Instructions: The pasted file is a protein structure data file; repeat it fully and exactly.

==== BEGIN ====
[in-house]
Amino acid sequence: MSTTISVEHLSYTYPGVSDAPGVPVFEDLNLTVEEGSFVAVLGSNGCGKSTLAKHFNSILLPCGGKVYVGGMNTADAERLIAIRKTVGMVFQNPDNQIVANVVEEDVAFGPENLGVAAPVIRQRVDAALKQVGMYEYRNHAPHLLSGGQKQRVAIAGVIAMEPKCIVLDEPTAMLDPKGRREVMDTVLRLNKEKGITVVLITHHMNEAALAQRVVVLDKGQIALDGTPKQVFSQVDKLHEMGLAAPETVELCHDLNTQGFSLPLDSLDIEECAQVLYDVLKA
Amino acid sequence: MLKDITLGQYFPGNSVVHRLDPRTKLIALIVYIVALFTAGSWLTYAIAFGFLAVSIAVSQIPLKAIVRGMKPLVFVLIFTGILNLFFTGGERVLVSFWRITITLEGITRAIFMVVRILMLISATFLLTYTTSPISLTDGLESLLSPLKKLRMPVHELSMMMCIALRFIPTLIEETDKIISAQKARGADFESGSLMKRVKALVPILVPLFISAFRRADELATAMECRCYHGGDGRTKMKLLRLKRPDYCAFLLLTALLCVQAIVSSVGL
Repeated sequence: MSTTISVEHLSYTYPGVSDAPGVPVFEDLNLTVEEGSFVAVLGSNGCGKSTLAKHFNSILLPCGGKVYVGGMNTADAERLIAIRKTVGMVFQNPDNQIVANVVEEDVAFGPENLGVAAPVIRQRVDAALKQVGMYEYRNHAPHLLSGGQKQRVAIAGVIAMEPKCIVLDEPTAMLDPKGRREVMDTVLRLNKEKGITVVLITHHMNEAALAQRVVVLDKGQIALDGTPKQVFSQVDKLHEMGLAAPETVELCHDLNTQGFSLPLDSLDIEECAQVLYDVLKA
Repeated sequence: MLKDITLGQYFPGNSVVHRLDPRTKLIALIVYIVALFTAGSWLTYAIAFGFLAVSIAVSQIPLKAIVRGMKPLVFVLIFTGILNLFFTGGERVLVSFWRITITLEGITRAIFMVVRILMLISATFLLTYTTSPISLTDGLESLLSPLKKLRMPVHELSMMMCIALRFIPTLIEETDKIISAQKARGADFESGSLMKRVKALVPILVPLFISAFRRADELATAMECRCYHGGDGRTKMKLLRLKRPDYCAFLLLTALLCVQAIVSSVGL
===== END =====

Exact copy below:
[in-house]
Amino acid sequence: MSTTISVEHLSYTYPGVSDAPGVPVFEDLNLTVEEGSFVAVLGSNGCGKSTLAKHFNSILLPCGGKVYVGGMNTADAERLIAIRKTVGMVFQNPDNQIVANVVEEDVAFGPENLGVAAPVIRQRVDAALKQVGMYEYRNHAPHLLSGGQKQRVAIAGVIAMEPKCIVLDEPTAMLDPKGRREVMDTVLRLNKEKGITVVLITHHMNEAALAQRVVVLDKGQIALDGTPKQVFSQVDKLHEMGLAAPETVELCHDLNTQGFSLPLDSLDIEECAQVLYDVLKA
Amino acid sequence: MLKDITLGQYFPGNSVVHRLDPRTKLIALIVYIVALFTAGSWLTYAIAFGFLAVSIAVSQIPLKAIVRGMKPLVFVLIFTGILNLFFTGGERVLVSFWRITITLEGITRAIFMVVRILMLISATFLLTYTTSPISLTDGLESLLSPLKKLRMPVHELSMMMCIALRFIPTLIEETDKIISAQKARGADFESGSLMKRVKALVPILVPLFISAFRRADELATAMECRCYHGGDGRTKMKLLRLKRPDYCAFLLLTALLCVQAIVSSVGL
Repeated sequence: MSTTISVEHLSYTYPGVSDAPGVPVFEDLNLTVEEGSFVAVLGSNGCGKSTLAKHFNSILLPCGGKVYVGGMNTADAERLIAIRKTVGMVFQNPDNQIVANVVEEDVAFGPENLGVAAPVIRQRVDAALKQVGMYEYRNHAPHLLSGGQKQRVAIAGVIAMEPKCIVLDEPTAMLDPKGRREVMDTVLRLNKEKGITVVLITHHMNEAALAQRVVVLDKGQIALDGTPKQVFSQVDKLHEMGLAAPETVELCHDLNTQGFSLPLDSLDIEECAQVLYDVLKA
Repeated sequence: MLKDITLGQYFPGNSVVHRLDPRTKLIALIVYIVALFTAGSWLTYAIAFGFLAVSIAVSQIPLKAIVRGMKPLVFVLIFTGILNLFFTGGERVLVSFWRITITLEGITRAIFMVVRILMLISATFLLTYTTSPISLTDGLESLLSPLKKLRMPVHELSMMMCIALRFIPTLIEETDKIISAQKARGADFESGSLMKRVKALVPILVPLFISAFRRADELATAMECRCYHGGDGRTKMKLLRLKRPDYCAFLLLTALLCVQAIVSSVGL